The purpose of providing college academic accommodations to students with diagnosed disabilities is to ensure that a student has equal access and is not discriminated against because of the disability. The manner in which an environmental design – lecture and assessment style, policies and procedures, and the physical layout of a space, for example – often determines the extent a person feels the impact of a disability. As a result, the focus of the Disability Services Office (DSO) is to advocate for an accessible educational experience.
In some situations, the DSO may recommend or require university community members and departments incorporate modifications in order for the educational experience to be accessible for the student. In other situations, the DSO may confirm that the environment is accessible or equitable as it is and inform the student the requested accommodations are unreasonable. Each situation is evaluated on a case-by-case basis.
The DSO works collaboratively with students, faculty, and staff to create an accessible educational environment. DSO staff can facilitate dialogue with all relevant parties until a reasonable outcome is achieved. What is deemed a reasonable accommodation will vary on a case-by-case basis depending on how the disability impacts various aspects of the student’s college experience. How accommodations are carried out differs from one situation to another because both environment and student variables must be considered.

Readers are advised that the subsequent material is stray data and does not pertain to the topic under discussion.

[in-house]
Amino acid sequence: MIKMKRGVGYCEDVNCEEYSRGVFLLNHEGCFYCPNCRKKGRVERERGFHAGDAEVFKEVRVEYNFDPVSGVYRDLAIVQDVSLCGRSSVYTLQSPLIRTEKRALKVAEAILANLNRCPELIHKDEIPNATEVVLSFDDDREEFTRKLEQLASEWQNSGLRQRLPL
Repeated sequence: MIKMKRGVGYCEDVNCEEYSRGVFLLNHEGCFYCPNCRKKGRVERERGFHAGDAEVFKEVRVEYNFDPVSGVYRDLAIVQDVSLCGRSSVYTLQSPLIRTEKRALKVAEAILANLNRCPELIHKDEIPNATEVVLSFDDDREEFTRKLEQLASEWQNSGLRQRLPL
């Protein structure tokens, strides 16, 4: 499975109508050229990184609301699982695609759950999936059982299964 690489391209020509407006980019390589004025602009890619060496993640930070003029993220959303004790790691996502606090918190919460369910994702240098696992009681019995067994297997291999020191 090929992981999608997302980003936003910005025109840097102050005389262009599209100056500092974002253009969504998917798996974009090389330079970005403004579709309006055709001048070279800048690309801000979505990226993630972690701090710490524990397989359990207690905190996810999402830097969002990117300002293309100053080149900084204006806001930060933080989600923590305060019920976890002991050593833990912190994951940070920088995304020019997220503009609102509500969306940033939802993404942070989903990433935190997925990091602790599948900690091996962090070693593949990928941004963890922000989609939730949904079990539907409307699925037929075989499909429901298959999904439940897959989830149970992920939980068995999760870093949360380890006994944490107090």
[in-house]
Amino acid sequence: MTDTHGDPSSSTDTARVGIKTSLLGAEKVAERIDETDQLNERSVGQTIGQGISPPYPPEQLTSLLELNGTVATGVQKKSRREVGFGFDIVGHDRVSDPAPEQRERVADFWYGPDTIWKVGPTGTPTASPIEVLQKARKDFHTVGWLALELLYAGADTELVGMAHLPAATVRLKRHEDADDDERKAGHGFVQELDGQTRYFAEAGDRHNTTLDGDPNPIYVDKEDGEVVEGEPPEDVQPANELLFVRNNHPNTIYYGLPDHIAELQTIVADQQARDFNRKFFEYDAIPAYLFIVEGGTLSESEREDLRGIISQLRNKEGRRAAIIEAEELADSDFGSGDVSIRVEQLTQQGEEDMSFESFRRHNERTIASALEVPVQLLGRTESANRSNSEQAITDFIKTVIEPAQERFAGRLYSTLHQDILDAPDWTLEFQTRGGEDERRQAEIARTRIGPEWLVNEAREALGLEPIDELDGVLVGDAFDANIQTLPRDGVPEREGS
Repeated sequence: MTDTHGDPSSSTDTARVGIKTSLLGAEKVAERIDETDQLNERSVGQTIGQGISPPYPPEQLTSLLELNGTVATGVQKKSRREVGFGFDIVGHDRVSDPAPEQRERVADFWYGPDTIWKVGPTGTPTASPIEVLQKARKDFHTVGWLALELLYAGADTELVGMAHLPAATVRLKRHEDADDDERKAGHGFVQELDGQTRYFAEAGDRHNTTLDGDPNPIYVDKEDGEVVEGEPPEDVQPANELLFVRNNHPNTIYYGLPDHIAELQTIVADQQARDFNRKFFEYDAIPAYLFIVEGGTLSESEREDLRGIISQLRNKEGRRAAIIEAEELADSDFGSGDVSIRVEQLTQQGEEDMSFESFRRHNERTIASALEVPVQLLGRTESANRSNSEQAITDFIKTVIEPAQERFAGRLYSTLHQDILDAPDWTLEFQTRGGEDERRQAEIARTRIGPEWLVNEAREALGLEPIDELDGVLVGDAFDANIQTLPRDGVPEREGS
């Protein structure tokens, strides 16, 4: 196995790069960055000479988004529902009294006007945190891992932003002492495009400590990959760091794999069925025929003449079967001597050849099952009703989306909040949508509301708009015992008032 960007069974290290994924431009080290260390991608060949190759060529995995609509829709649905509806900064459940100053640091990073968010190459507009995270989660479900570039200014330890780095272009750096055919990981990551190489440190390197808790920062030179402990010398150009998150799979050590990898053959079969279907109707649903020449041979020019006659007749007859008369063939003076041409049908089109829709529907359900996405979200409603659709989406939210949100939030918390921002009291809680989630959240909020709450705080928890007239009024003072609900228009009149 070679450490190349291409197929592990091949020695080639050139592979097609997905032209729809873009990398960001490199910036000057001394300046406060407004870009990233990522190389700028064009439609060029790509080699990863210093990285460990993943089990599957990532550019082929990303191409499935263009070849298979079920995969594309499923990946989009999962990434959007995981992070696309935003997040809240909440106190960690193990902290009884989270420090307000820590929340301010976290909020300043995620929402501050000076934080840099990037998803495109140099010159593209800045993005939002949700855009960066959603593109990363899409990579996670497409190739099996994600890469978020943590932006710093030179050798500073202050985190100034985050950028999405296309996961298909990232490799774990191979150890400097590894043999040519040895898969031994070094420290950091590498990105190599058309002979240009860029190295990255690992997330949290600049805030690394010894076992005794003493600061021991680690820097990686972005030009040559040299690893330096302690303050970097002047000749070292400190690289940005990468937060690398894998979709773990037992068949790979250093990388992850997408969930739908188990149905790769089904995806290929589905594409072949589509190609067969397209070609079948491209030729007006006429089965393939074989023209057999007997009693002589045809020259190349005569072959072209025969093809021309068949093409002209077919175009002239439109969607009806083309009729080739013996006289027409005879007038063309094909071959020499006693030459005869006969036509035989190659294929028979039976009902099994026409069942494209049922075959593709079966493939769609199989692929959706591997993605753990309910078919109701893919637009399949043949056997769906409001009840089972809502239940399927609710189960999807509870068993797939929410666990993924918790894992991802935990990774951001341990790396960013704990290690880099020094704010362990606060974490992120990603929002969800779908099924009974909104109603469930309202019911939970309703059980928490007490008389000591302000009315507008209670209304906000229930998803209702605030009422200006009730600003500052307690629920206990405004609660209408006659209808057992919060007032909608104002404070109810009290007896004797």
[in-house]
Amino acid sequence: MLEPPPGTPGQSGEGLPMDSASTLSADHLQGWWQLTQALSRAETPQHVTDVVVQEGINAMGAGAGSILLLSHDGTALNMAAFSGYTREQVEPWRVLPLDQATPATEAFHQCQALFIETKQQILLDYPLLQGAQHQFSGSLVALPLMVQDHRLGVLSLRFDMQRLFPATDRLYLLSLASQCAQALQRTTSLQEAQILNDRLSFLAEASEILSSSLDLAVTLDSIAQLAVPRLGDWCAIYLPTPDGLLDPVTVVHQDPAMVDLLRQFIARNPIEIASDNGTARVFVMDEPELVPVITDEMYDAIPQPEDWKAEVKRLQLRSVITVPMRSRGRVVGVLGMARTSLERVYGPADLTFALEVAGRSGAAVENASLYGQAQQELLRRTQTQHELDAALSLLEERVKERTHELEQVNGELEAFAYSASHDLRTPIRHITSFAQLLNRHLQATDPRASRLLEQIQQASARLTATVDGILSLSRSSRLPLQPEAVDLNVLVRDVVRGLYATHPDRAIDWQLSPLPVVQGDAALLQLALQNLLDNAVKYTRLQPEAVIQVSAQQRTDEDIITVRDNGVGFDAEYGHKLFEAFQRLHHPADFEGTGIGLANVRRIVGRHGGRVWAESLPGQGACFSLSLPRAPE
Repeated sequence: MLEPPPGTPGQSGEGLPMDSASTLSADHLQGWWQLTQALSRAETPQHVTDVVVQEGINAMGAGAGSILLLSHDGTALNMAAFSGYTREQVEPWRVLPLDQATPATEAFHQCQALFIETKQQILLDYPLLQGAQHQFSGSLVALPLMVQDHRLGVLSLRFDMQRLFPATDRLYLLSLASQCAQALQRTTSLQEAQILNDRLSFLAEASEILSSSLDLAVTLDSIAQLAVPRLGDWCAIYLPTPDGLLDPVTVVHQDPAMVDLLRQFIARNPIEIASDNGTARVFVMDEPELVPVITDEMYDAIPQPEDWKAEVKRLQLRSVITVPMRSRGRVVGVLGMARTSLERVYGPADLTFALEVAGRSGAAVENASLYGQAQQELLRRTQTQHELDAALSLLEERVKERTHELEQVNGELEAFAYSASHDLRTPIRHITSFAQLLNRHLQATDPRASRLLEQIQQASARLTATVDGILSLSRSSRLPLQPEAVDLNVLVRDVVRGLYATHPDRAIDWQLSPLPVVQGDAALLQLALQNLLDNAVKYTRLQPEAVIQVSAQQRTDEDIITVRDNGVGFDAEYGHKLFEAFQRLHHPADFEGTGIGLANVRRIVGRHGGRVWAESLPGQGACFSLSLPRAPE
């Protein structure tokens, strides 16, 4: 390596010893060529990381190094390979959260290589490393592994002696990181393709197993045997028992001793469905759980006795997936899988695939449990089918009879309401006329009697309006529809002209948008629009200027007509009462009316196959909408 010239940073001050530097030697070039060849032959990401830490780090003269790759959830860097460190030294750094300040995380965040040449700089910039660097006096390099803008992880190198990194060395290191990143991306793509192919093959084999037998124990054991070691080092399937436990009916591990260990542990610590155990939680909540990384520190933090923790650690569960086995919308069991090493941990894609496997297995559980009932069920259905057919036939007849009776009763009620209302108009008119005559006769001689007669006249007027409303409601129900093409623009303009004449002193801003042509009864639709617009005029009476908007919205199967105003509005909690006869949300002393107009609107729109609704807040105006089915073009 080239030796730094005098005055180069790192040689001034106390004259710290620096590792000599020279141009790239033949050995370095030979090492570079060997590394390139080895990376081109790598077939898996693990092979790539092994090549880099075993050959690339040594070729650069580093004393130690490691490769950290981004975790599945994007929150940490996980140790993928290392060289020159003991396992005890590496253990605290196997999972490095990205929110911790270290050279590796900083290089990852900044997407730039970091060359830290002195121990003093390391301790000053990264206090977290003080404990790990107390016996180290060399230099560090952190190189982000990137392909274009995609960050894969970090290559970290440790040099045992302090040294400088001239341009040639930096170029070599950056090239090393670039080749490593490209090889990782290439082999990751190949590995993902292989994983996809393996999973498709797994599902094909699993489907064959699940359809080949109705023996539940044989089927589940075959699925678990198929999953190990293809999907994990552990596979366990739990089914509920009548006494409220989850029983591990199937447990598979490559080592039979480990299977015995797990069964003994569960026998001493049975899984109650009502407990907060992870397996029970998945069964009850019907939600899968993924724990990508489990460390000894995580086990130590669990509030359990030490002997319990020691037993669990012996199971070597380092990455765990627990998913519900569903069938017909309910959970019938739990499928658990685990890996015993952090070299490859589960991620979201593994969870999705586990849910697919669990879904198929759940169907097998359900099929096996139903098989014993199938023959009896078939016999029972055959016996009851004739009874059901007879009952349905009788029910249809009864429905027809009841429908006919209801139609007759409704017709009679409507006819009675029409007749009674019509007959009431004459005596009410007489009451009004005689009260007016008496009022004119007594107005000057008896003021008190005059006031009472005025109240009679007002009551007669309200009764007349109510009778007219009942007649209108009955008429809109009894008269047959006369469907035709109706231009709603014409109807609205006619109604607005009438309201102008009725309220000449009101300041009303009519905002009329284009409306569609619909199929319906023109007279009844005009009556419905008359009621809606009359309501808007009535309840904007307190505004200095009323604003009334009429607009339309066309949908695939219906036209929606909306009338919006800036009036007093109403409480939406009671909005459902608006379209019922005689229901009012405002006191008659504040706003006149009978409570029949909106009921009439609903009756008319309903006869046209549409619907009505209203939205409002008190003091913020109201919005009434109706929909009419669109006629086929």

Accommodations should not fundamentally alter the nature of a program, course, service and/or activity. Examples of accommodations that may not require such an alteration include: extended time for exams, reduced distraction testing room, use of a reader for exams, use of a note taker in the classroom, materials in an enlarged font, and textbooks in an alternative format. While the instructor can choose to make any accommodation or alteration they deem appropriate, the DSO cannot require one that would be out of line with the goals and objectives of the course. For example, the instructor could decide to give the student an alternate assignment, such as a paper or project, as an alternate means of assessment. The DSO would never require that adjustment of an instructor.
Reasonable accommodations do not and should not:
- substantially alter the educational standards or mission of NC State University;
- fundamentally alter the nature of the program, course, service and/or activity;
- allow access to a program when a student is not otherwise qualified (with or without accommodations) to meet the academic and technical standards required for admission or participation in an education program, course, service and/or activity;
- pose undue financial or administrative hardship (college-wide);
- pose a direct threat to the health or safety of the student with a disability or others as a result of accommodation implementation.